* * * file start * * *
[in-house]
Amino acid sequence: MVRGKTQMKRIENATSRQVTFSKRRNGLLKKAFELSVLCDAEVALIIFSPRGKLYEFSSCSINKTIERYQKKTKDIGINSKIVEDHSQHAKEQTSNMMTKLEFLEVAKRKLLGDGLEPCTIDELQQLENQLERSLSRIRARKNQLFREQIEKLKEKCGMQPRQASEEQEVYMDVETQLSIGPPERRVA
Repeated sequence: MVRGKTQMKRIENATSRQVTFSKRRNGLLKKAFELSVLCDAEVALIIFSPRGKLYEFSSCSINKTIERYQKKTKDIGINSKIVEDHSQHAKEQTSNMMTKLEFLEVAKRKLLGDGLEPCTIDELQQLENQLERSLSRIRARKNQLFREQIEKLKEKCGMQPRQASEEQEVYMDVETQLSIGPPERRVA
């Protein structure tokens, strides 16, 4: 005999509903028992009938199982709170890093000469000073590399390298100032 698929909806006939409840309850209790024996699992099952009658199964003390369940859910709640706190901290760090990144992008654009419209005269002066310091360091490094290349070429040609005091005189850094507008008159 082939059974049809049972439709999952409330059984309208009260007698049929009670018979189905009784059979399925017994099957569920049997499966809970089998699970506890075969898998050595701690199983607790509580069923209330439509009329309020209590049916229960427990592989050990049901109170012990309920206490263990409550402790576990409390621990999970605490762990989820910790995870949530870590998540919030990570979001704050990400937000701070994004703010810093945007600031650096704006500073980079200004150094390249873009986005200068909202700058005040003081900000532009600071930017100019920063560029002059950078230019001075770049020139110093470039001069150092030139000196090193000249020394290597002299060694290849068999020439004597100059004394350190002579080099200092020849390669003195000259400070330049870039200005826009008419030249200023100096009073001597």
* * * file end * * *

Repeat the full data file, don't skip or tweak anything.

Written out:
[in-house]
Amino acid sequence: MVRGKTQMKRIENATSRQVTFSKRRNGLLKKAFELSVLCDAEVALIIFSPRGKLYEFSSCSINKTIERYQKKTKDIGINSKIVEDHSQHAKEQTSNMMTKLEFLEVAKRKLLGDGLEPCTIDELQQLENQLERSLSRIRARKNQLFREQIEKLKEKCGMQPRQASEEQEVYMDVETQLSIGPPERRVA
Repeated sequence: MVRGKTQMKRIENATSRQVTFSKRRNGLLKKAFELSVLCDAEVALIIFSPRGKLYEFSSCSINKTIERYQKKTKDIGINSKIVEDHSQHAKEQTSNMMTKLEFLEVAKRKLLGDGLEPCTIDELQQLENQLERSLSRIRARKNQLFREQIEKLKEKCGMQPRQASEEQEVYMDVETQLSIGPPERRVA
């Protein structure tokens, strides 16, 4: 005999509903028992009938199982709170890093000469000073590399390298100032 698929909806006939409840309850209790024996699992099952009658199964003390369940859910709640706190901290760090990144992008654009419209005269002066310091360091490094290349070429040609005091005189850094507008008159 082939059974049809049972439709999952409330059984309208009260007698049929009670018979189905009784059979399925017994099957569920049997499966809970089998699970506890075969898998050595701690199983607790509580069923209330439509009329309020209590049916229960427990592989050990049901109170012990309920206490263990409550402790576990409390621990999970605490762990989820910790995870949530870590998540919030990570979001704050990400937000701070994004703010810093945007600031650096704006500073980079200004150094390249873009986005200068909202700058005040003081900000532009600071930017100019920063560029002059950078230019001075770049020139110093470039001069150092030139000196090193000249020394290597002299060694290849068999020439004597100059004394350190002579080099200092020849390669003195000259400070330049870039200005826009008419030249200023100096009073001597």